As the political situation in Zimbabwe started heating up in mid-November, Farmer’s Weekly published a news story on its website about how the departure of President Robert Mugabe may affect the future of farming in that country.
Some readers responded to the article by asking Farmer’s Weekly to refrain from writing about politics, and focus instead on farming.
This is not the first time the magazine has received criticism for reporting on political matters and how they affect farmers and the agricultural sector.
I understand that farmers in South Africa can become fed up with politics, but it would be a mistake to deny the impact that the political environment has on farming, even at ground level.
Let’s take Zimbabwe for example: the near total collapse of the farming sector in that country was a direct result of the chaotic and cruel land reform programme that was implemented and enforced by Mugabe and his lackeys.
A graph that Wandile Sihlobo, head of agribusiness research at Agbiz, shared on the social media platform, Twitter, shows how the value of Zimbabwe’s beef exports decreased from about US$13 million in 2000 (about R262 million today) to less than US$4 million in 2003 (about R81 million), before ceasing completely.
Another graph illustrates a similar trend in wheat production in Zimbabwe, which dropped from a high of more than 300 000t/year in the early 1990s to about 100 000t produced in 2008. After that, as the implementation of fast-tracked land reform gained momentum, wheat production plummeted to less than 25 000t/year. The decisions made by the Mugabe administration left the people of Zimbabwe poor, hungry and desperate, and the farming sector in tatters.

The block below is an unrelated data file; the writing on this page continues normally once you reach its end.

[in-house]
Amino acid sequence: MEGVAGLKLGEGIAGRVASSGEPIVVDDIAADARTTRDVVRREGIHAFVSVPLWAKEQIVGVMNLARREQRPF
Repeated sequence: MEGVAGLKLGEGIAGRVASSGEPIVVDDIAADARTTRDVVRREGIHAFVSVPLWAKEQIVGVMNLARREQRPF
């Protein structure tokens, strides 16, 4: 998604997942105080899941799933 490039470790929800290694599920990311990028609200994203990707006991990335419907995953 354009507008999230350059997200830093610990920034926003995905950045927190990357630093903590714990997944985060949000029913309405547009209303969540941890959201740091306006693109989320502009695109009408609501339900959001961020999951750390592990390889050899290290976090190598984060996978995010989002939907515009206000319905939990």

Therefore, if Farmer’s Weekly stops reporting on the things South Africa’s politicians say about farmers and farming, and the actions that government takes that influence farmers on the land, then the magazine is failing in its duty to hold those in power to account.
It is the magazine’s duty to uncover and report on poor governance in state departments that impede service delivery to farmers.
When government fails to do its part in negotiating trade agreements that would open new markets for South Africa’s farmers, Farmer’s Weekly must report on it.
When politicians tell lies about the farming community, when they twist the facts about land reform and when they try to sow division between black and white farmers in this country, the magazine’s job is to document these lies and report the facts.
The future of farming in Southern Africa will, for the foreseeable future at least, remain inextricably linked to the political currents that shake this part of the world, and the story of farming in this southernmost corner of the continent cannot be fully and truthfully told if politics are excluded from the narrative.
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